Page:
At that time, Page released a report which estimated that acquiring, maintaining and operating 65 F-35s would cost taxpayers nearly $30 billion.
The Defence Department responded by telling Parliament that the stealth fighter would actually cost $14.7 billion.
It was only last month that Auditor General Michael Ferguson revealed the Defence Department had excluded the operating costs, which meant the full cost was closer to $25 billion.
Defence Department officials have said they did not include operating expenses in reports to the public, such as pilot salaries, fuel and replacement parts, because many of those costs are already associated with Canada’s fleet of CF-18s.
They have also indicated they did not know Page’s report included operating costs.
Page reconfirmed that his report did just that, adding that “it seems difficult to understand how there could have been any confusion as to whether or not the PBO included operating costs within its estimate.”
Page: Tories wanted public to believe F-35s were cheapest May 3 2012 | CTV
The Conservative government wanted the public to believe the F-35 program was cheaper than it was actually going to be, says the parliamentary budget officer.
Kevin Page took the opportunity Thursday to refresh his long-standing criticism of the proposed multi-billion dollar purchase with an appearance before the House of Commons public accounts committee. It came just weeks after the auditor general accused National Defence and Public Works of misleading Parliament over the program.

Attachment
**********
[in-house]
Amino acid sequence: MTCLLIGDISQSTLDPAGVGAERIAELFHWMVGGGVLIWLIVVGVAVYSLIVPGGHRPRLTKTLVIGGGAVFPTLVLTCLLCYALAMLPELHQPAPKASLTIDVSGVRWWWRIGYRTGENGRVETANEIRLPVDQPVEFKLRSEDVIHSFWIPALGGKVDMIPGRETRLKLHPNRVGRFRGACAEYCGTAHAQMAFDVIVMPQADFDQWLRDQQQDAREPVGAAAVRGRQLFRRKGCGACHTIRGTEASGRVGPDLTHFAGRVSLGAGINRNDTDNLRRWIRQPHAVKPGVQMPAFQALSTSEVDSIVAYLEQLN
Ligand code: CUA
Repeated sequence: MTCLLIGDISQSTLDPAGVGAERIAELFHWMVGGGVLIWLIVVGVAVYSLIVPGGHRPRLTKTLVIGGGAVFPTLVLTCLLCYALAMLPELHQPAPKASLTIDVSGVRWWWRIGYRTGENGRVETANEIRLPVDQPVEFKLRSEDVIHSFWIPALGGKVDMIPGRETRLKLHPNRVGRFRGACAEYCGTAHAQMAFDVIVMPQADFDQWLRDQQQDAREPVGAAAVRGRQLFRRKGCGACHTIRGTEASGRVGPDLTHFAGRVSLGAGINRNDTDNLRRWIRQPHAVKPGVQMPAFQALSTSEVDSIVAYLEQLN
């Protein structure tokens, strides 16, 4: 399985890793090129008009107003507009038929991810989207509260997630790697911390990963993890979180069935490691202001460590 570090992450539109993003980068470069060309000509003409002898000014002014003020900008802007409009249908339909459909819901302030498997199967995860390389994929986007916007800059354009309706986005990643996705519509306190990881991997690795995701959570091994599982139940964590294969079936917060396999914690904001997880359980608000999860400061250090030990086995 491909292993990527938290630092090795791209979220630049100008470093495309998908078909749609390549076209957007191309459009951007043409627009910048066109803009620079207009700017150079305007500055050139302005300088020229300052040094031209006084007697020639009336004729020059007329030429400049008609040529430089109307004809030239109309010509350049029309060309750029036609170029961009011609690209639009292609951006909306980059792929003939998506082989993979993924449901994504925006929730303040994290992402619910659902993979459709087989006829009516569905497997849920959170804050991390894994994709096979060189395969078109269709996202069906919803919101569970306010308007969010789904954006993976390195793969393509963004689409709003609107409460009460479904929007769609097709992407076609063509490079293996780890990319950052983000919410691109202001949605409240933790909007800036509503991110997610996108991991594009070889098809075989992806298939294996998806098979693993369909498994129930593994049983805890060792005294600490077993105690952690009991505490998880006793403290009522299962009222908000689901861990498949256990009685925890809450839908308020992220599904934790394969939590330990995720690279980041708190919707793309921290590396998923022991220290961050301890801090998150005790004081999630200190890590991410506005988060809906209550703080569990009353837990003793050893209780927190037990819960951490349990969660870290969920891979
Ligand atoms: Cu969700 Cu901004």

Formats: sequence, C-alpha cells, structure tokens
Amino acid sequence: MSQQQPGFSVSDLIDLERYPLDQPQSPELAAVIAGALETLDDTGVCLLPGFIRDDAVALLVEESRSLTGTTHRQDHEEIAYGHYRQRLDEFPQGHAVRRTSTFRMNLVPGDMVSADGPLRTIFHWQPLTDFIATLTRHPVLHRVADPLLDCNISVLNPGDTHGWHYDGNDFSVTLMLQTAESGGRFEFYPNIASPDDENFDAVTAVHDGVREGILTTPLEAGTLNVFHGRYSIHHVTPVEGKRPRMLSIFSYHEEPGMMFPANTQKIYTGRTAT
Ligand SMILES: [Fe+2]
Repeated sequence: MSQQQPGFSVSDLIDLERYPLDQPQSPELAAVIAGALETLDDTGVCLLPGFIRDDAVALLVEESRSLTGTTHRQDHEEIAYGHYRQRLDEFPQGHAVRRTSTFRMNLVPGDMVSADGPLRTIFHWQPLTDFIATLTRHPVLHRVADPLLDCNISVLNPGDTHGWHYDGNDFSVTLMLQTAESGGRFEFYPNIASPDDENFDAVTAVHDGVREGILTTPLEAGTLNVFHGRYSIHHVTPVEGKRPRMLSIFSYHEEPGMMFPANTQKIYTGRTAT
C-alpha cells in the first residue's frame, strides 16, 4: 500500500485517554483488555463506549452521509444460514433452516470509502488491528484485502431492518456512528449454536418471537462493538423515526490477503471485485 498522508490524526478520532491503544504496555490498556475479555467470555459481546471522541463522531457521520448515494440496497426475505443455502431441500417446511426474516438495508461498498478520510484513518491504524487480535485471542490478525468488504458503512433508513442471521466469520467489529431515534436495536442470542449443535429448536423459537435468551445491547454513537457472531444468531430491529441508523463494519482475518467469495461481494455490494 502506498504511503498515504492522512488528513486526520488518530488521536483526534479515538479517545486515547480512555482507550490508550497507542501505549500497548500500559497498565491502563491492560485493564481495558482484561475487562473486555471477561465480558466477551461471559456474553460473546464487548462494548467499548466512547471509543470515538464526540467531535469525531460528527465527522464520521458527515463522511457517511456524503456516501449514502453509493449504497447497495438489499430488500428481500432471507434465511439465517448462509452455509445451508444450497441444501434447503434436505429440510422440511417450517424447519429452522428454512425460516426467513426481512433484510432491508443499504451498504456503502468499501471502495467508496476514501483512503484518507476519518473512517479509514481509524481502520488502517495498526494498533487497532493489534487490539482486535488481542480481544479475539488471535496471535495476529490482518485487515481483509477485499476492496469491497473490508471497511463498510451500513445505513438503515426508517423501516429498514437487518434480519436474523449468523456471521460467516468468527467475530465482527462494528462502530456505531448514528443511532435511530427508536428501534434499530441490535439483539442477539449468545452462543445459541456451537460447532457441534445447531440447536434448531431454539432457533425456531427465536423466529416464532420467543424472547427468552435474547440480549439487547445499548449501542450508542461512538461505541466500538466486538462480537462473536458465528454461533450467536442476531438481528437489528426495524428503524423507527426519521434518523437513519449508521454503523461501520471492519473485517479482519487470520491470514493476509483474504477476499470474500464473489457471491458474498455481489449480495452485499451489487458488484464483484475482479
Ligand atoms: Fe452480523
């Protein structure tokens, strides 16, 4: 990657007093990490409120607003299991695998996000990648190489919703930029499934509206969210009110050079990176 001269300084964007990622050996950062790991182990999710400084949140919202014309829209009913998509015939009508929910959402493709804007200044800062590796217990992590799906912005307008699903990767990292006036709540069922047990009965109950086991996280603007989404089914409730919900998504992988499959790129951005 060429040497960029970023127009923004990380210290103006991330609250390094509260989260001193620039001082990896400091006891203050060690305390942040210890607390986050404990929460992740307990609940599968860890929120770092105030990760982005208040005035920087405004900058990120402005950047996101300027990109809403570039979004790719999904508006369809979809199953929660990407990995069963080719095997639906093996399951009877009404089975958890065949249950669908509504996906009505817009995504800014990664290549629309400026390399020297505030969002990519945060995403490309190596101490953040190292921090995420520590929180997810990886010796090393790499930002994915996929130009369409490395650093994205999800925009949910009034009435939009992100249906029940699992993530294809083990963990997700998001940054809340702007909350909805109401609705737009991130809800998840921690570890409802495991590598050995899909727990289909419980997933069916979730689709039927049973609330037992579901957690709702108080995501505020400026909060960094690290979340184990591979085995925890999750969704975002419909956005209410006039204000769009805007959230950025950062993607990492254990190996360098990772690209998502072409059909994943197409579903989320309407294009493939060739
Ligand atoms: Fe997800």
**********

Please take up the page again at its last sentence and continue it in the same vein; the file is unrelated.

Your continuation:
Conservative MPs took turns trying to rip apart the assumptions, economic models and research that went into Page’s March, 2011 report and its startling conclusion that the plan to buy 65 stealth fighters would cost $29 billion, not the $14.7 billion reported by Defence.
The auditor general pegged the total cost of the program $25 billion.
The guidelines on how the numbers should be presented are clearly laid out in federal Treasury Board policy and should be followed, Page said.
“I think what we need to get in place, so we can really enhance trust in this country, is the kind of information that goes to cabinet to support decisions also goes to parliamentarians,” he said.
Auditor general Michael Ferguson testified last week that cabinet knew the full $25 billion cost when it approved the project’s budget in two stages in 2008 and accused the government of keeping two sets of books — a charge that’s been denied by a phalanx of deputy ministers and officials who also appeared before the committee.